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Hoffmann, R. A wiki for the life sciences where authorship matters. Nature Genetics (2008)

Identification and molecular cloning of a heparosan synthase from Pasteurella multocida type D.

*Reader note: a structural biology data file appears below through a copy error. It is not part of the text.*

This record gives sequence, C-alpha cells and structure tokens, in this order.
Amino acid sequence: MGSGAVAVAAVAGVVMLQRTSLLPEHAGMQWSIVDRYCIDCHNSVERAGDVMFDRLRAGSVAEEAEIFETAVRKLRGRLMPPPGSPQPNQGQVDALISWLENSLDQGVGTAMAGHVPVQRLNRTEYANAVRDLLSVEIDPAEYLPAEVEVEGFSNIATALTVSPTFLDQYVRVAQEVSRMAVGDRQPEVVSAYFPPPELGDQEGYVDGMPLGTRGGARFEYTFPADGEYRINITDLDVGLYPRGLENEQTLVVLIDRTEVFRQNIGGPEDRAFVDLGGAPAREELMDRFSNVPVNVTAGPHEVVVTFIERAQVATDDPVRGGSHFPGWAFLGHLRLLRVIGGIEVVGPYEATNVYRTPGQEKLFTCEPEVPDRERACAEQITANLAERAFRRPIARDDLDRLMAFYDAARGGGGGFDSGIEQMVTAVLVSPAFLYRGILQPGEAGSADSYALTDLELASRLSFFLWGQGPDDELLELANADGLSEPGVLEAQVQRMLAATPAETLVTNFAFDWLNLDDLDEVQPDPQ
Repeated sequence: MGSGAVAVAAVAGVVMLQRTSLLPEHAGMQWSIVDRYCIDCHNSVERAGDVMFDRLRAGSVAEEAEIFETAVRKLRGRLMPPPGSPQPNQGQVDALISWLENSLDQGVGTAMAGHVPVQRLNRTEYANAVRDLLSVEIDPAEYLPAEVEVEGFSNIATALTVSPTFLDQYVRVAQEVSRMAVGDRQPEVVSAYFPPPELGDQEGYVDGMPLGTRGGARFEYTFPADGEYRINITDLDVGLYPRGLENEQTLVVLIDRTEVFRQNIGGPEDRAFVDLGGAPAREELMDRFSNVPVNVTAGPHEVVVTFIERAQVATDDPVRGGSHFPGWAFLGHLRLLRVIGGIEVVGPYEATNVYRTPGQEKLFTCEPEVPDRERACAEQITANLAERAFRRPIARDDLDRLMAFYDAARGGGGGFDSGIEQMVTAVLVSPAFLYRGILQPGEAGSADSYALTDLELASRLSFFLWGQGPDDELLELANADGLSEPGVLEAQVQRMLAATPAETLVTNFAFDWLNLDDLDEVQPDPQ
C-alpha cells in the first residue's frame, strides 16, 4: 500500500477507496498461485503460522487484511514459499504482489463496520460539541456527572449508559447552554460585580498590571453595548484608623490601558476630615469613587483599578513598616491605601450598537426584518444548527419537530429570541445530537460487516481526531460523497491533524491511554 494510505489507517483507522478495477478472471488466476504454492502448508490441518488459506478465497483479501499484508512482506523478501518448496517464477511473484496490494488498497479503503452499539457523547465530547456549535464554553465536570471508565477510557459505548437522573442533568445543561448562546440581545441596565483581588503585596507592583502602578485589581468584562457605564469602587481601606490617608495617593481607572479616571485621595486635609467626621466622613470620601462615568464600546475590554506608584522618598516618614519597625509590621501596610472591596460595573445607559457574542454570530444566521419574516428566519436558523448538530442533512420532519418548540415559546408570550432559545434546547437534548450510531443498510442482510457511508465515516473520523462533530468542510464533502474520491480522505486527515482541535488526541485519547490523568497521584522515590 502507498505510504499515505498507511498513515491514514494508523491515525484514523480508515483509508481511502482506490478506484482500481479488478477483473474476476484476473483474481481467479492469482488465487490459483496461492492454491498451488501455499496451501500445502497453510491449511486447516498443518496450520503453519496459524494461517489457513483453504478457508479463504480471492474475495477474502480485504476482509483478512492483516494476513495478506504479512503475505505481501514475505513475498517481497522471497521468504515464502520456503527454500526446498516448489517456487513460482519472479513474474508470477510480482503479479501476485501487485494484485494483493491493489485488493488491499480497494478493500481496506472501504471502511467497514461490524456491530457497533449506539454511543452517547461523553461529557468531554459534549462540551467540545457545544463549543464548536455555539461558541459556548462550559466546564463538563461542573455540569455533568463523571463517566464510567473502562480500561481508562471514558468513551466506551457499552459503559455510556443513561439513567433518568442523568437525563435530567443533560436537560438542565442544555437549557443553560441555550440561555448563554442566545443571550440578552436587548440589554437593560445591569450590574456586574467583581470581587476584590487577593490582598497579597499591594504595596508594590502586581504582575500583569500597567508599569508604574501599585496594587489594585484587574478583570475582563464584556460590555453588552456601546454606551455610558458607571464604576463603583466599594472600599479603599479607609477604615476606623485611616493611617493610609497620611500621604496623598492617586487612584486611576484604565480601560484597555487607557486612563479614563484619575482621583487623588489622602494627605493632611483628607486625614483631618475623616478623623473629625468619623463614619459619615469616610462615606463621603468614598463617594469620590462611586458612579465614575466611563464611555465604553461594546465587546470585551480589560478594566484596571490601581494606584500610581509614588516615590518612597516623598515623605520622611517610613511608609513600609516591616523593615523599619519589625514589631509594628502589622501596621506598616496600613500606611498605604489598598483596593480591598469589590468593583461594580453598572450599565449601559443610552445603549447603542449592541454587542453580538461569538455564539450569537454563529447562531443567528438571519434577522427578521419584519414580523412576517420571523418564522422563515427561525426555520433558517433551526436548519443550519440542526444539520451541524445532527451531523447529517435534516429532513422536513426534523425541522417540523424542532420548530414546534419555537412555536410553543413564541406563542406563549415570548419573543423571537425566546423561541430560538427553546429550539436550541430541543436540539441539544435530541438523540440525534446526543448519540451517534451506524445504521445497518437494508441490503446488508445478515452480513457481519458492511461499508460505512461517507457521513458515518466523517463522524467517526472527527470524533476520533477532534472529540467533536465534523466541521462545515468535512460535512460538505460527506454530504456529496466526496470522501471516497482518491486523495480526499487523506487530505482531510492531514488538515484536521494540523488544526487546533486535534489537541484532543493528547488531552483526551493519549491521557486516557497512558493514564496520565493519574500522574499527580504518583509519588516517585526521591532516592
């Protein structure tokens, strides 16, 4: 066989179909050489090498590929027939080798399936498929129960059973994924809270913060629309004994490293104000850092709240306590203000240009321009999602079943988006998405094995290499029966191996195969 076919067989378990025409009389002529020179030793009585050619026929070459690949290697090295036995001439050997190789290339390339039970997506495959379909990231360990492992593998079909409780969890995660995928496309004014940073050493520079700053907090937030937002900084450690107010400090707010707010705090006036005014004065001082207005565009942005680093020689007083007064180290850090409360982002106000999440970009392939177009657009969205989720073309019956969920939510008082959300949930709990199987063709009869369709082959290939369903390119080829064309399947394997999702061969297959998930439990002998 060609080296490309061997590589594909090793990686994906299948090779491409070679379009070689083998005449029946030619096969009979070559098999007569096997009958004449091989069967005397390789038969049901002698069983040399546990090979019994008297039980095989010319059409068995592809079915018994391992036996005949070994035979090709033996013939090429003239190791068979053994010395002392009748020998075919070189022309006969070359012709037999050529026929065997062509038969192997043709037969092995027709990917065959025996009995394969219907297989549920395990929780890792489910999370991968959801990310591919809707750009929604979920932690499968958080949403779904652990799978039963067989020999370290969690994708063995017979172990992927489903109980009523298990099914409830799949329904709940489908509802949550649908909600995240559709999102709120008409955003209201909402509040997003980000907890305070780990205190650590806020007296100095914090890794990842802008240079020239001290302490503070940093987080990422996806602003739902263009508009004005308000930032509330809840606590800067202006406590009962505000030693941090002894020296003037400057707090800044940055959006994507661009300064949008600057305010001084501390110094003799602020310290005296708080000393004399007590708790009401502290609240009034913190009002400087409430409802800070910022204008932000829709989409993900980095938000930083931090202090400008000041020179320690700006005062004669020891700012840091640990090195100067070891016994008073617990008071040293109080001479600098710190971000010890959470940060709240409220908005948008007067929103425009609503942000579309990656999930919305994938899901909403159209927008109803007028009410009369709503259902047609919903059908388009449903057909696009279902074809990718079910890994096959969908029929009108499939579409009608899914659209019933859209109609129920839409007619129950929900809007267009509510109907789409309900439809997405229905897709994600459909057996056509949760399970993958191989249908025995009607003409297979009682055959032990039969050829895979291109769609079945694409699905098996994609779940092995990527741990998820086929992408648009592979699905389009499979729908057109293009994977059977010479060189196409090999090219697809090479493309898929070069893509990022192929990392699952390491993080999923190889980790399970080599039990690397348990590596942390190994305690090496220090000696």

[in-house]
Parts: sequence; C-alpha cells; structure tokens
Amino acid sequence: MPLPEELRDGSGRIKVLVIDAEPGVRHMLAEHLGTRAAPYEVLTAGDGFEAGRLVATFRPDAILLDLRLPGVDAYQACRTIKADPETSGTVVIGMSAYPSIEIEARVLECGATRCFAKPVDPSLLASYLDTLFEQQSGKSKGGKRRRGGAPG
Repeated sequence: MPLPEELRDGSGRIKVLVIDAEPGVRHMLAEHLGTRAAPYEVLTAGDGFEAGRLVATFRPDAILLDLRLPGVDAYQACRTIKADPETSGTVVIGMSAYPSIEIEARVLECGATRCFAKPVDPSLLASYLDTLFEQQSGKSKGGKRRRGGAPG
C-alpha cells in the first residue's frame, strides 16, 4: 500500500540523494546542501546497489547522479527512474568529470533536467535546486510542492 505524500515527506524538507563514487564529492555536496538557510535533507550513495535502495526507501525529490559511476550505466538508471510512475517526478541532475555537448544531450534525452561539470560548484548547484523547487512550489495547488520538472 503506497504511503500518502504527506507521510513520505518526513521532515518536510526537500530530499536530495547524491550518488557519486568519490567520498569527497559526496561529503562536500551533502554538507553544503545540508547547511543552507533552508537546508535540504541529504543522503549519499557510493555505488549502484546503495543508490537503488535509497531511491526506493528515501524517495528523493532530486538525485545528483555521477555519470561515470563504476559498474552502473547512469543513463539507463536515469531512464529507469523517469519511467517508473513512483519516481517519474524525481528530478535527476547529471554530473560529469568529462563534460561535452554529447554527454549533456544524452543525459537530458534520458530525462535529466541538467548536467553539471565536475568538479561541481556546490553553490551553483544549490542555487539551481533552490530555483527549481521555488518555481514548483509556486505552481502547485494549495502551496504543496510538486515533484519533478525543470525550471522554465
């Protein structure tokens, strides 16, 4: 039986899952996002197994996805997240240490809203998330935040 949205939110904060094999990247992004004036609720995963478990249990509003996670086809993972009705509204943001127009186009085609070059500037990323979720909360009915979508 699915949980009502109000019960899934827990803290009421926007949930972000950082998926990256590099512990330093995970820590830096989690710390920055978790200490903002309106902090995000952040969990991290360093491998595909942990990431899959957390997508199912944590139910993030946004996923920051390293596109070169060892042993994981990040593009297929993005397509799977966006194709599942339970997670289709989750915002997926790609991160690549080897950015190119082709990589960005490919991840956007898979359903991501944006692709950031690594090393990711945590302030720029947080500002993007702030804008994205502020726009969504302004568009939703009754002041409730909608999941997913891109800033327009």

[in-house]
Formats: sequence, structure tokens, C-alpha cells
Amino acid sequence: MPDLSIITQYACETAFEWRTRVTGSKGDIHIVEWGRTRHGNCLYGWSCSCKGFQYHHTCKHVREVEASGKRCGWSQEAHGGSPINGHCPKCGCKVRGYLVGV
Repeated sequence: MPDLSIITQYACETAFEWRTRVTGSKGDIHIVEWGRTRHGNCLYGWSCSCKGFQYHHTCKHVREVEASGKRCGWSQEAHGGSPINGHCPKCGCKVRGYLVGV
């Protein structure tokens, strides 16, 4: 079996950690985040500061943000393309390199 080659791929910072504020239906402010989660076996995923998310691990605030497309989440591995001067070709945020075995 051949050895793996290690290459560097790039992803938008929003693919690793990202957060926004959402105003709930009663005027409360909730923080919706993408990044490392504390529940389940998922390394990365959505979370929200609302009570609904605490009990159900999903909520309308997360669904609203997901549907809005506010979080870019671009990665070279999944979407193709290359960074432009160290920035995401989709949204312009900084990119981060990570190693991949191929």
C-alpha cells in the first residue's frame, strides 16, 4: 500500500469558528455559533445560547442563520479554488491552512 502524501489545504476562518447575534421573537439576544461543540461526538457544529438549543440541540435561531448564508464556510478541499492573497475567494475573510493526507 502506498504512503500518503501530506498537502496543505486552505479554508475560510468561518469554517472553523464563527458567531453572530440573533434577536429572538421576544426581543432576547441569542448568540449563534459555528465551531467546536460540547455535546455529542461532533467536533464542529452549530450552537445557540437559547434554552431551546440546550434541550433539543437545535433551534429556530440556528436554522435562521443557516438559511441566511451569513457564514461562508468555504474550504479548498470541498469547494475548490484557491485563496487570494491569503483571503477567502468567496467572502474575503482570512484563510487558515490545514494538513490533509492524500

Pasteurella multocida Type D, a causative agent of atrophic rhinitis in swine and pasteurellosis in other domestic animals, produces an extracellular polysaccharide capsule that is a putative virulence factor. It was reported previously that the capsule was removed by treating microbes with heparin lyase III. We molecularly cloned a 617-residue enzyme, pmHS, which is a heparosan (nonsulfated, unepimerized heparin) synthase. Recombinant Escherichia coli-derived pmHS catalyzes the polymerization of the monosaccharides from UDP-GlcNAc and UDP-GlcUA. Other structurally related sugar nucleotides did not substitute. Synthase activity was stimulated about 7-25-fold by the addition of an exogenous polymer acceptor. Molecules composed of approximately 500-3,000 sugar residues were produced in vitro. The polysaccharide was sensitive to the action of heparin lyase III but resistant to hyaluronan lyase. The sequence of the pmHS enzyme is not very similar to the vertebrate heparin/heparan sulfate glycosyltransferases, EXT1 and 2, or to other Pasteurella glycosaminoglycan synthases that produce hyaluronan or chondroitin. The pmHS enzyme is the first microbial dual-action glycosyltransferase to be described that forms a polysaccharide composed of beta4GlcUA-alpha4GlcNAc disaccharide repeats. In contrast, heparosan biosynthesis in E. coli K5 requires at least two separate polypeptides, KfiA and KfiC, to catalyze the same polymerization reaction.[1]


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